The search for meaning and morality without God is not new. Describing such efforts as secular humanism, however, is. Many modern thinkers, in an effort to recapture the gist and gusto of the Enlightenment, have turned to secular humanism to ground morals and meaning without God. True human progress, secular humanists maintain, can be attained without God or religion, through reason and science. Though secular humanism continues to grow more popular in the West, this worldview—unlike Christianity—fails to successfully ground moral actions and duties or provide the means by which one can have real purpose in life. From the perspective of a Christian worldview, there are several relevant critiques of secular humanism that must be made.
First, a vital aspect of secular humanism is that human nature and experience alone are sufficient enough to ground moral values. Such might be true if these values are limited by geographical or chronological constraints. Nevertheless, for a secular humanist to argue that a certain moral judgment or action can be assessed as always wrong or always right, there must be something more than human values and experience grounding morality. If moral judgments and duties are equally bound on all people in all places at all times, then the source of such moral judgments and duties must transcend all people in all places at all times. If moral principles are contrived from shared human experience and values, then moral reforms (like the abolishing of slavery, etc.) make no sense. However, if moral principles are discovered by humans (and therefore originate in some other source outside of humans), even slow-moving moral reforms make sense and are even expected.
A second critique of secular humanism is based on the fact that secular humanism finds its philosophical foundation in naturalism. Secular humanists simultaneously maintain that 1) naturalism is true and 2) rationality and reason are trustworthy sources for knowledge and progress. More than that, secular humanists maintain that rationality, reason, and scientific inquiry are the sole sources for human advancement and should be trusted above every other source of knowledge. The problem with simultaneously holding naturalism and the exaltation of reason is that the two affirmations are like oil and water. As Alvin Plantinga successfully submitted in Where the Conflict Really Lies (Oxford University Press, 2011, 344-45), if naturalism is true then humans cannot trust that their cognitive faculties are reliable. On naturalism, human faculties are the result of unguided processes and may or may not be able to truly interpret reality. But secular humanism simultaneously holds that naturalism is true and that the cognitive faculties of humans are reliable enough to ground all human progress, morality, etc. In as far as secular humanism affirms naturalism while citing human reason as its guiding light to knowledge, it is self-defeating.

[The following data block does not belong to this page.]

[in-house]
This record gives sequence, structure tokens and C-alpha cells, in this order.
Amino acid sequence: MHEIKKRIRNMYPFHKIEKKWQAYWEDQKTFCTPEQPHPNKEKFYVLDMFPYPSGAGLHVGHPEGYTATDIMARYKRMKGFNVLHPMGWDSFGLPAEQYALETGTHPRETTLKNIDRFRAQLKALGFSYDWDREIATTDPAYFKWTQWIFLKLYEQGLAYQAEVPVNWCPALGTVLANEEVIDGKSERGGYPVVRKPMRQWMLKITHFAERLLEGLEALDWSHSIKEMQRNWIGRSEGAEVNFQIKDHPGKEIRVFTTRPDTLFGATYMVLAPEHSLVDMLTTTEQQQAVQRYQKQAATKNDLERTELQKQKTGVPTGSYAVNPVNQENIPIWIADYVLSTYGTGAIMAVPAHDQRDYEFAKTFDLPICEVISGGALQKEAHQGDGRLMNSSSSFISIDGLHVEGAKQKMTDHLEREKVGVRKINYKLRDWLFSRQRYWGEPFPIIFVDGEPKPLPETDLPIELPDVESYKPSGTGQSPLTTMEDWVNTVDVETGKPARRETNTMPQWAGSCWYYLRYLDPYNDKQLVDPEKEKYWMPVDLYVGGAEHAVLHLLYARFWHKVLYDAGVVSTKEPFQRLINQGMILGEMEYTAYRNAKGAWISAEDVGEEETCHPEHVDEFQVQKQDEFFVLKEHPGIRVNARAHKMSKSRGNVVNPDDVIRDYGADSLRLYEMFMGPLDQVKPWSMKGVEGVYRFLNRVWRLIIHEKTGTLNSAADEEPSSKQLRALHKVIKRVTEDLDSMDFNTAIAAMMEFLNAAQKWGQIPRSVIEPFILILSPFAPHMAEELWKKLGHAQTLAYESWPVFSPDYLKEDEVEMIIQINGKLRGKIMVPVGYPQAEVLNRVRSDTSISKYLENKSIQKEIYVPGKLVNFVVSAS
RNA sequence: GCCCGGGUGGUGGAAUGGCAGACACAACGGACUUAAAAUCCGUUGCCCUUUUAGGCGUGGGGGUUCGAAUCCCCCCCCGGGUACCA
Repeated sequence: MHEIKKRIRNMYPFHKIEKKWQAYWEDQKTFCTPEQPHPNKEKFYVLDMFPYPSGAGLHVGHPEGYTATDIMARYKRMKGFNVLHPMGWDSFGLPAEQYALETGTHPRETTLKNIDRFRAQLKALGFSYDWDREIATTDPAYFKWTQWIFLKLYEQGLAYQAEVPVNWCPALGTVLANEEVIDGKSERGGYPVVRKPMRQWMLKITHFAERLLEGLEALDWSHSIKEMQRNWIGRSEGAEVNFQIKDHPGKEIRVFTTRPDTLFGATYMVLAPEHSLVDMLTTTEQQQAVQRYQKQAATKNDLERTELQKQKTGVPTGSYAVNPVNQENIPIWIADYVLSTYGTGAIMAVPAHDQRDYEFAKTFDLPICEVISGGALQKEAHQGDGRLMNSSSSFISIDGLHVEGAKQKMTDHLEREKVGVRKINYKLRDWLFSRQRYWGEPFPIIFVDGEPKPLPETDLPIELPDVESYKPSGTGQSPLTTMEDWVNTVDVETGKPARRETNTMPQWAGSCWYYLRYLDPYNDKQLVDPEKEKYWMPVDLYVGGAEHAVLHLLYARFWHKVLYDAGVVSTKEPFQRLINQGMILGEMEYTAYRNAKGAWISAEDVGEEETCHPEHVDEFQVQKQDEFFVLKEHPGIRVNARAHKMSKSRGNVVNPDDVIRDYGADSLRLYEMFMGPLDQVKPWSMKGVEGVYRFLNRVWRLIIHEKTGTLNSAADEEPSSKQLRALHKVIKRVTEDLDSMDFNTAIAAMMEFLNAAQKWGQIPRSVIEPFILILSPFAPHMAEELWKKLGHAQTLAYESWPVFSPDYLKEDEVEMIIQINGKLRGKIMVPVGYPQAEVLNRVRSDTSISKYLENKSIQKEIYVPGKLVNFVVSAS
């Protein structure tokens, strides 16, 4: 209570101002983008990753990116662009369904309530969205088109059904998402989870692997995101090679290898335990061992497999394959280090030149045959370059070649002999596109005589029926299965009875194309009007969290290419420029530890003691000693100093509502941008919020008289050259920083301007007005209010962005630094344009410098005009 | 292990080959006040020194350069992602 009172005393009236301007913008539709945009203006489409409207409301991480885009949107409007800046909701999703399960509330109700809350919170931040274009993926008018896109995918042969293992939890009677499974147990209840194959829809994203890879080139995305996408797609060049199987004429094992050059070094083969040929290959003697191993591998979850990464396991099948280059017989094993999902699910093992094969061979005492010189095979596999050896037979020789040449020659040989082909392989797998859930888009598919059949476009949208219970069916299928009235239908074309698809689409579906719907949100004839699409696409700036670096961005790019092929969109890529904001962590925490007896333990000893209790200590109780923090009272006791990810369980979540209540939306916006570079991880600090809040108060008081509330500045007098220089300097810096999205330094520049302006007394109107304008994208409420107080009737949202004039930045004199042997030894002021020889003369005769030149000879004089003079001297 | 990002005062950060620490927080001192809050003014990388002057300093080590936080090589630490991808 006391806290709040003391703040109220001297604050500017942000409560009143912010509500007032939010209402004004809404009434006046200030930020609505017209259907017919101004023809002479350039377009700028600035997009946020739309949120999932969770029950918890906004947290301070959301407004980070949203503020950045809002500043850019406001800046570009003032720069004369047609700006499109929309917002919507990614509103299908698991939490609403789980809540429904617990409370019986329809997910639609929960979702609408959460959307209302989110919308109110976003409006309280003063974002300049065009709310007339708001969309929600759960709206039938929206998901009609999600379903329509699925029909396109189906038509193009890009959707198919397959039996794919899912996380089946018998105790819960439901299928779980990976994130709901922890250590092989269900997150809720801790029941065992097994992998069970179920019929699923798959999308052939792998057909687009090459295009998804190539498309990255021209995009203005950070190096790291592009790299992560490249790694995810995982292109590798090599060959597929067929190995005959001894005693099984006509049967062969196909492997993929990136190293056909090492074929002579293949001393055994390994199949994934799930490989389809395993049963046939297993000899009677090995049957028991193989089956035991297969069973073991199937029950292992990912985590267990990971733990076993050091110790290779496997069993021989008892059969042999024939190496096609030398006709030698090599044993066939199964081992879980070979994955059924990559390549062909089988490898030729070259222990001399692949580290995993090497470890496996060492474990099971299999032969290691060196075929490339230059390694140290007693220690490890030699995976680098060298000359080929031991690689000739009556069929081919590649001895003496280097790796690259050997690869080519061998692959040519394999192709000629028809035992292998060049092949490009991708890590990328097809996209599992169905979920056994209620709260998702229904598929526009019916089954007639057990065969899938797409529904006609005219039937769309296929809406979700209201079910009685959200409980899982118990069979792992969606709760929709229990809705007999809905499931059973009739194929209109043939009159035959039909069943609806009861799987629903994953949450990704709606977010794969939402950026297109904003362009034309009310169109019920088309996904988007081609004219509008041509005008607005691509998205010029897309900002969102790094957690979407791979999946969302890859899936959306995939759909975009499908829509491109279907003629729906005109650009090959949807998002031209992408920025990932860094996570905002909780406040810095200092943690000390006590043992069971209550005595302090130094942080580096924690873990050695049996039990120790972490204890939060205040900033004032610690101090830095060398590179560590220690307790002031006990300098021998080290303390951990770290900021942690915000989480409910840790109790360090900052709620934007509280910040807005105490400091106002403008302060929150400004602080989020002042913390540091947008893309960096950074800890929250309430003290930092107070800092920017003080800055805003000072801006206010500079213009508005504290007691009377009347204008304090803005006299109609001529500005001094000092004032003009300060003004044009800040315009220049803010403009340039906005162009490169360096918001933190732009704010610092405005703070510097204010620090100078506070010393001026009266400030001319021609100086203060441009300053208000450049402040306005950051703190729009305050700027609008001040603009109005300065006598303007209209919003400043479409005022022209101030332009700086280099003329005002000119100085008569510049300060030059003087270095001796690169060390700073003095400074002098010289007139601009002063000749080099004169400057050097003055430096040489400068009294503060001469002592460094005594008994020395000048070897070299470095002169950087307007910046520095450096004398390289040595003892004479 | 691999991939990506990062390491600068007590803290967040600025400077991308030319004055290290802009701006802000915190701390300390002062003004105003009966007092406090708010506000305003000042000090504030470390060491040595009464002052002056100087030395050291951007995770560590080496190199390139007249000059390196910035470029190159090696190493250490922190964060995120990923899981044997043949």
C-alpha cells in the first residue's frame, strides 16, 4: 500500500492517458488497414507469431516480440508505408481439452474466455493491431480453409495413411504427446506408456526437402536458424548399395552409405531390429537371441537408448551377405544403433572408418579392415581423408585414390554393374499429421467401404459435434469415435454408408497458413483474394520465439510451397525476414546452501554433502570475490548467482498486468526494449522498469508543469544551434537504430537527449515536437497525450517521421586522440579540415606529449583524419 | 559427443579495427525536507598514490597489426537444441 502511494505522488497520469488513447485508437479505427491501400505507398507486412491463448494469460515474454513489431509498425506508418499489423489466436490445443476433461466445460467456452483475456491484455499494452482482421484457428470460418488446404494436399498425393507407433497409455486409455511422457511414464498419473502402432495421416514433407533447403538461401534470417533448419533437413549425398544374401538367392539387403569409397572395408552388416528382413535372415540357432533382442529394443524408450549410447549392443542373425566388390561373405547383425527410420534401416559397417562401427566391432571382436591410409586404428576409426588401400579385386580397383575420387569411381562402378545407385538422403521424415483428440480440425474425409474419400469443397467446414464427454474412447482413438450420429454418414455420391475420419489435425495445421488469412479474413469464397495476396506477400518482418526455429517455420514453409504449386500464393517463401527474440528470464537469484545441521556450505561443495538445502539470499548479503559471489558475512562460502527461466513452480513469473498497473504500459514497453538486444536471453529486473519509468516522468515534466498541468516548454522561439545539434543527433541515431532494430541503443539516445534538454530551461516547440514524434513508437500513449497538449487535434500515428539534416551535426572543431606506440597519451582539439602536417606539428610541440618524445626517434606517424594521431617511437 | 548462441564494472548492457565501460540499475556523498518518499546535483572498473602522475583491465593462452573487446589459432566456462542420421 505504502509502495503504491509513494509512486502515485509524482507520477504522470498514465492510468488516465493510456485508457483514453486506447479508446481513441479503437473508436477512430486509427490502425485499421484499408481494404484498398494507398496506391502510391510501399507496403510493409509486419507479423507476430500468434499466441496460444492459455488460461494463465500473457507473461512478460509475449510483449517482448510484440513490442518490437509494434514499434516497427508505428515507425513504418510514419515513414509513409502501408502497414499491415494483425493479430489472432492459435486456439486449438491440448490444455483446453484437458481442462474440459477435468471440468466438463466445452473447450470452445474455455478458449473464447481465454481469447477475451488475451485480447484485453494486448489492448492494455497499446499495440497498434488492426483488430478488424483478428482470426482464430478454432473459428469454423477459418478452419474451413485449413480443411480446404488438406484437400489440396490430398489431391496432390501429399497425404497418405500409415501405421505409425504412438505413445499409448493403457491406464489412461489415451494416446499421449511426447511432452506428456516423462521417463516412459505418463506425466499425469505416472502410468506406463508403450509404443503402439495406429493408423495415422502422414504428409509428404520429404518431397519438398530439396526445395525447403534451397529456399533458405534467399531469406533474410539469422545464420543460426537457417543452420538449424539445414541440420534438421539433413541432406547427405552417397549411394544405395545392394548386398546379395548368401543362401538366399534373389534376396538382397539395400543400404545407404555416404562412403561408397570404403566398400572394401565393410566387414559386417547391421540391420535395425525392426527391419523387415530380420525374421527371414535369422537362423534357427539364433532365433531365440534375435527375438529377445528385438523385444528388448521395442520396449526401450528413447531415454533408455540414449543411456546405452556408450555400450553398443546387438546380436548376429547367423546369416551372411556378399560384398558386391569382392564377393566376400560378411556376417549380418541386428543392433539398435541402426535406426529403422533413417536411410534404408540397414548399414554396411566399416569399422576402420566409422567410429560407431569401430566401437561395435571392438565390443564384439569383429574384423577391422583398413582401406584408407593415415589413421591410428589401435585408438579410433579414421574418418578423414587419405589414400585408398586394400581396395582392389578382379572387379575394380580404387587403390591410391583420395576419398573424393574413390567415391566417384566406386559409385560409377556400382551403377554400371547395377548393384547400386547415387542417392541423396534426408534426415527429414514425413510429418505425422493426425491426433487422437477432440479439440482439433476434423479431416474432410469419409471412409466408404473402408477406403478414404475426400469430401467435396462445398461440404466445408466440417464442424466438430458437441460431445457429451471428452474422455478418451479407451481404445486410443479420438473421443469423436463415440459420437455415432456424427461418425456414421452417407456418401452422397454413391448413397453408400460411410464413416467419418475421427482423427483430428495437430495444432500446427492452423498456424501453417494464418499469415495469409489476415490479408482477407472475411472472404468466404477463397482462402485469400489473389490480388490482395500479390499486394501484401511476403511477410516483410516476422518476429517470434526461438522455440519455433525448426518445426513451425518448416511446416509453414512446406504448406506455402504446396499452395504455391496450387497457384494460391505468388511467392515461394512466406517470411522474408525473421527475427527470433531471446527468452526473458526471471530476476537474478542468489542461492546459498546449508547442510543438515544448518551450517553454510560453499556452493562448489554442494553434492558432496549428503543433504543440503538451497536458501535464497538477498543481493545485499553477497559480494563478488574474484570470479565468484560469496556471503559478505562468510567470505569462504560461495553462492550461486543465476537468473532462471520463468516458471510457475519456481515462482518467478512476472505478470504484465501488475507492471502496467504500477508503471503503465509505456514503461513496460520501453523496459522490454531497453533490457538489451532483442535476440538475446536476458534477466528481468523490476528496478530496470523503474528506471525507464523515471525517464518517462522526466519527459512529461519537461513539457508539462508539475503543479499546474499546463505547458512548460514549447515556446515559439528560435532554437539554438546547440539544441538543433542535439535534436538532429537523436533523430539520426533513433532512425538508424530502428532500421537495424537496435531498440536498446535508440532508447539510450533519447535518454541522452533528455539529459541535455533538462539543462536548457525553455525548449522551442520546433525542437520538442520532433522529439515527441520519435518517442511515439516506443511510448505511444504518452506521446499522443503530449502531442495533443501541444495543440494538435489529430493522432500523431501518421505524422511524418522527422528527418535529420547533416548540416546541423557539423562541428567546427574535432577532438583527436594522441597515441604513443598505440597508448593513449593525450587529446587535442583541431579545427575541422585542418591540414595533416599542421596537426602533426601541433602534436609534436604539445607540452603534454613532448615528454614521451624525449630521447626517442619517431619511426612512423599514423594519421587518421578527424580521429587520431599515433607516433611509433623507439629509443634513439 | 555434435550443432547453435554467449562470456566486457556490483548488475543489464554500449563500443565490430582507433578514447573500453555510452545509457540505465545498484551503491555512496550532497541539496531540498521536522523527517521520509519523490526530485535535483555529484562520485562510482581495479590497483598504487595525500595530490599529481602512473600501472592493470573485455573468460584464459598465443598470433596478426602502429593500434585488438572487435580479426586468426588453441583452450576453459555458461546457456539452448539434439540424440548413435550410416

A third critique of secular humanism regards its presupposition that human beings are free to give meaning to their lives by their own independent thought. If one’s meaning in life is subject to one’s own feelings, thoughts, and desires, then no life has any real purpose. When meaning is determined from moment to moment based on feelings and beliefs that are subject to change, meaning can change over time, at any time, on any whim. If the meaning of one’s life is subject to the thoughts and feelings of the individual, then it would be possible for one’s life to have no meaning. If it is possible for one’s life to have no meaning, then one’s life has no objective meaning. While secular humanism attempts to provide a way for people to add their own meaning to their lives, it actually implies that one’s life has no real meaning.
Overall, secular humanism isn’t the faultless philosophy that it is often presented as. While many seek to be good, have real meaning, and achieve human progress while rejecting God, such is easier said than done. This post doesn’t prove that Christianity is true, but it does demonstrate that secular humanism isn’t the golden ticket for a good future. Part two will dive into why secular humanism’s critiques of Christianity are not true. Until then, let’s seek human progress with God’s help, not without.